With YKA MHM Fellow Vineet, Sabna launched Menstratalk, a campaign that aims to put an end to period poverty and smash menstrual taboos in society. As a start, the campaign aims to begin conversations on menstrual health with five hundred adolescents and youth in Delhi through offline platforms, and through this community mobilise support to create Period Friendly Institutions out of educational institutes in the city.

Read more about her campaign. 

A student from Delhi School of Social work, Vineet is a part of Project Sakhi Saheli, an initiative by the students of Delhi school of Social Work to create awareness on Menstrual Health and combat Period Poverty. Along with MHM Action Fellow Sabna, Vineet launched Menstratalk, a campaign that aims to put an end to period poverty and smash menstrual taboos in society.

As a start, the campaign aims to begin conversations on menstrual health with five hundred adolescents and youth in Delhi through offline platforms, and through this community mobilise support to create Period Friendly Institutions out of educational institutes in the city.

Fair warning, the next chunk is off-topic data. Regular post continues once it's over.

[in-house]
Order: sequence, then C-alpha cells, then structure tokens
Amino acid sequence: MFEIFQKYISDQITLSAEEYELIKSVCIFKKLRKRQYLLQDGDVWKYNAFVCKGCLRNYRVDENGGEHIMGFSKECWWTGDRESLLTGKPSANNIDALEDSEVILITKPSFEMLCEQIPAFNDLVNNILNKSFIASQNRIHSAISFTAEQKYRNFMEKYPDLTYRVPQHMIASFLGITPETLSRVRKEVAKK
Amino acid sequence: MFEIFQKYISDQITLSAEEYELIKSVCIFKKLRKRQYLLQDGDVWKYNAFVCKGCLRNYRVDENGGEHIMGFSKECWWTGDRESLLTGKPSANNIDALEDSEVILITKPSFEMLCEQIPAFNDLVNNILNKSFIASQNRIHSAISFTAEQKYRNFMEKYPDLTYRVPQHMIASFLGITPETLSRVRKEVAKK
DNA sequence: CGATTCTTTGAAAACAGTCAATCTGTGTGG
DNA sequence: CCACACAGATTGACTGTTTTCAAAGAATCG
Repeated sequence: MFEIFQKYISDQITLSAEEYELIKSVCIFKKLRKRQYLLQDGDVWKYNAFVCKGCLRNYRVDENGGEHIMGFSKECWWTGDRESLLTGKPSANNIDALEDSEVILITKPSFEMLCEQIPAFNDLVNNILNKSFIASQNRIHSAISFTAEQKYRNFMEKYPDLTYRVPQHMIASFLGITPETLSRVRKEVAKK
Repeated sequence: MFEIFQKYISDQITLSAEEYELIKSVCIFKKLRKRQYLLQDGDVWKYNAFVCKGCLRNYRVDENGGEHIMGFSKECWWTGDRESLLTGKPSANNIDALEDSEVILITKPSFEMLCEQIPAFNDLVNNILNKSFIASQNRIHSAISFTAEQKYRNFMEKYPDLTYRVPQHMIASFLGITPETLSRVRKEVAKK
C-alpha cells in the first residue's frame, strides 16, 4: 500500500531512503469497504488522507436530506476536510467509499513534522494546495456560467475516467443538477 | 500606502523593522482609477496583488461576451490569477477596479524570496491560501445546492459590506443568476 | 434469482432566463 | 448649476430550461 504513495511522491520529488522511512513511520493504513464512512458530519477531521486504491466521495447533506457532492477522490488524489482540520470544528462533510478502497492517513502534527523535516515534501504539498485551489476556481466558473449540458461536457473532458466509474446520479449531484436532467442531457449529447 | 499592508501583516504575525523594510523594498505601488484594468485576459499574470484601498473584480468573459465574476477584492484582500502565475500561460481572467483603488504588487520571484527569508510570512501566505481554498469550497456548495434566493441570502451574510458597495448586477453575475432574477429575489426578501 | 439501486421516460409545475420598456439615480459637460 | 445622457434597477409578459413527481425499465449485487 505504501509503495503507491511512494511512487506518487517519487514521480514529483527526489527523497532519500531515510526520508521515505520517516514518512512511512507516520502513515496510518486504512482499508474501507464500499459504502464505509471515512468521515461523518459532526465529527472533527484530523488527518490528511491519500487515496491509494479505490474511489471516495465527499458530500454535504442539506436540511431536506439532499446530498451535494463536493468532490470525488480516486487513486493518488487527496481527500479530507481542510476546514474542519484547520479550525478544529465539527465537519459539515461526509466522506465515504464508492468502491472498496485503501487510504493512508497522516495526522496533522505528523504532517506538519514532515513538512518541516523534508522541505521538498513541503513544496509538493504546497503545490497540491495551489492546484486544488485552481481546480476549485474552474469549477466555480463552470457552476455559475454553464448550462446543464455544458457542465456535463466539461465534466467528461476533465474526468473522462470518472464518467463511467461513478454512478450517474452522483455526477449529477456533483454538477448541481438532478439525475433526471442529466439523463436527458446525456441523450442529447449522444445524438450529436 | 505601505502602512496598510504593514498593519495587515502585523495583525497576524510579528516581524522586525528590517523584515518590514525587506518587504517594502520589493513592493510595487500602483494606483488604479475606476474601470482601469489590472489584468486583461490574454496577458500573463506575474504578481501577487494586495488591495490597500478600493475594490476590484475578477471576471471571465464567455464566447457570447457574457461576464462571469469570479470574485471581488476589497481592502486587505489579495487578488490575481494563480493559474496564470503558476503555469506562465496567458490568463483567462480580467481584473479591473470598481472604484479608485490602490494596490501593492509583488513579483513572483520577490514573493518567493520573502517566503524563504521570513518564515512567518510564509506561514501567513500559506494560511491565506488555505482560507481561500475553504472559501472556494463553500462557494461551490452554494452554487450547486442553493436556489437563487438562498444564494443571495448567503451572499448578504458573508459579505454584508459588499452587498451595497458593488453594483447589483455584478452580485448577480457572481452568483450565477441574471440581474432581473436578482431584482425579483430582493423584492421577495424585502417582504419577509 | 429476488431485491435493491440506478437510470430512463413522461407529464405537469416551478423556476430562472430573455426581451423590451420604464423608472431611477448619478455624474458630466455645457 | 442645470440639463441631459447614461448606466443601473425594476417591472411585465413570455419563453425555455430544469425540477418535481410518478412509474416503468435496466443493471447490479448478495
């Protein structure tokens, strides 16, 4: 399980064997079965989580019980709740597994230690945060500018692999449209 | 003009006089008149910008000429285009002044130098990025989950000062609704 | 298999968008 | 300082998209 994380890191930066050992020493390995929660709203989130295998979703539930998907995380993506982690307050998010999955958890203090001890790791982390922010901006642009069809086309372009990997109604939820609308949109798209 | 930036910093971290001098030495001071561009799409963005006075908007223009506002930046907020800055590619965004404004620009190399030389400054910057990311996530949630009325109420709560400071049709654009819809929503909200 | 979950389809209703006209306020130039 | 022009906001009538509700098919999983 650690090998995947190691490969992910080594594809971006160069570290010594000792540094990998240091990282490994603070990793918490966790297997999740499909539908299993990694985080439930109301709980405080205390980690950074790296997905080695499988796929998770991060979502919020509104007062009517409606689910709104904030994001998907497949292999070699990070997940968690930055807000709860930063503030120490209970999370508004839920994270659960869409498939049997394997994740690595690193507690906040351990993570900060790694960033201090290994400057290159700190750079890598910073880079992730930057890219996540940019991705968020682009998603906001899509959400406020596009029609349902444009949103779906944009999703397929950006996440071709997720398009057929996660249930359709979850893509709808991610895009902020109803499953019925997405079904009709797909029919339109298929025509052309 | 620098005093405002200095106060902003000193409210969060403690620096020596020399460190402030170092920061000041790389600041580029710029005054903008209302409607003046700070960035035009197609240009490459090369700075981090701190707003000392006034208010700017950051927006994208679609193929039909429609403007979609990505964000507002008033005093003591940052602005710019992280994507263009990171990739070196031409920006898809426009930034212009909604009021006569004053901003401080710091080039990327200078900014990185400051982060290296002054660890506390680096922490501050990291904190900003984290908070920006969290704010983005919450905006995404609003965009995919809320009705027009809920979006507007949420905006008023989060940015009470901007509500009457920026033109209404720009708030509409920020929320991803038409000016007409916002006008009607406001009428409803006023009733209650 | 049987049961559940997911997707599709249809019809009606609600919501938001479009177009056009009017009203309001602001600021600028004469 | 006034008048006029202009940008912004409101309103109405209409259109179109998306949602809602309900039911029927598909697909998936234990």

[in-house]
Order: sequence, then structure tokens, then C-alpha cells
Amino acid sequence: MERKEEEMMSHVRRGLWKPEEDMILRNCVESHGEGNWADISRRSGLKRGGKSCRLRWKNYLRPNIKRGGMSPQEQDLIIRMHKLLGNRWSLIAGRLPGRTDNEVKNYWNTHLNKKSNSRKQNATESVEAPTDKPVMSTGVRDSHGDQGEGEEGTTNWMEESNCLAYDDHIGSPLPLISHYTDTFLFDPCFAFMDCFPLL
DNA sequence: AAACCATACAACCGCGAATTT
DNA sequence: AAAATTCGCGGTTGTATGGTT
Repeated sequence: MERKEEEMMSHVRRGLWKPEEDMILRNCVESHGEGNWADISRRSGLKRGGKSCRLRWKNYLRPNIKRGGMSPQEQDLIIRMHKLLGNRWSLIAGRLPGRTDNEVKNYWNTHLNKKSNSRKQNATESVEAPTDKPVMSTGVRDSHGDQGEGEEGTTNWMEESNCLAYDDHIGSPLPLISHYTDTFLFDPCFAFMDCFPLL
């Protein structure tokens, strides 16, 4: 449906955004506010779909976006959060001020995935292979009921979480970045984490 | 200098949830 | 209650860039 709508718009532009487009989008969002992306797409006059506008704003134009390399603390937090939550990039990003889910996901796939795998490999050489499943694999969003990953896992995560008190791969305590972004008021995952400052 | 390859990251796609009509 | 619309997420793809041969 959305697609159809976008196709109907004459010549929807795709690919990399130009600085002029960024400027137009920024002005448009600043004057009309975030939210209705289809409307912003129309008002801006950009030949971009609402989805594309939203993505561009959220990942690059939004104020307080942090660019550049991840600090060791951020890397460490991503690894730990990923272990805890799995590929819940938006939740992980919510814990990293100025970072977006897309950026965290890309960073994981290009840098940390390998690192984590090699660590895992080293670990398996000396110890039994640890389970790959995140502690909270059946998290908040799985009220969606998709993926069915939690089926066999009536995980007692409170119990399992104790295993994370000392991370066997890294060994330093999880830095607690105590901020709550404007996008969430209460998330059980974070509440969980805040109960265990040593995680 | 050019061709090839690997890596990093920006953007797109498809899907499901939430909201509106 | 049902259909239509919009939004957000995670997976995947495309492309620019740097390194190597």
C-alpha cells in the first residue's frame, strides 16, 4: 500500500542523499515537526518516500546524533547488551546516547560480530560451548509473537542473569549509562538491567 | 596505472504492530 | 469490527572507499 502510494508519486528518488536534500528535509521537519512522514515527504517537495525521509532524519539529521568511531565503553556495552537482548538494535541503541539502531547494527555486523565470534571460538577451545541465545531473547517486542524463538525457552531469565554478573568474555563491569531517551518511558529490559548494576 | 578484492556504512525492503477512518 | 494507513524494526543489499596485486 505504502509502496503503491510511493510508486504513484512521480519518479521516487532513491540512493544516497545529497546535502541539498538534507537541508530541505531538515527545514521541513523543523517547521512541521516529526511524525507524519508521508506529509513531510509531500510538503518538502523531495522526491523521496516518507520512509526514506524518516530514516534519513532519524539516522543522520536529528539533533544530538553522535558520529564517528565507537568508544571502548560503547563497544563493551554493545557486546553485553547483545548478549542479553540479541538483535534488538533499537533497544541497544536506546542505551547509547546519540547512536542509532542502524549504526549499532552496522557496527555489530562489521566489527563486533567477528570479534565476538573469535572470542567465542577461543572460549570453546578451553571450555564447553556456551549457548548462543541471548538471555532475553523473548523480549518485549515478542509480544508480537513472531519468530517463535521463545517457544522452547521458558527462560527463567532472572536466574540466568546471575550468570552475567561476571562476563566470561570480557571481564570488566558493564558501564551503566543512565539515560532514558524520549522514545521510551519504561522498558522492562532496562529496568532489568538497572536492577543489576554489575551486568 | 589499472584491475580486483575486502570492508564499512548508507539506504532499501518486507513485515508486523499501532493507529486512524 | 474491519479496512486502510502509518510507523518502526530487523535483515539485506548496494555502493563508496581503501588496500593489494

Find out more about the campaign here.

A native of Bhagalpur district – Bihar, Shalini Jha believes in equal rights for all genders and wants to work for a gender-equal and just society. In the past she’s had a year-long association as a community leader with Haiyya: Organise for Action’s Health Over Stigma campaign. She’s pursuing a Master’s in Literature with Ambedkar University, Delhi and as an MHM Fellow with YKA, recently launched ‘Project अल्हड़ (Alharh)’.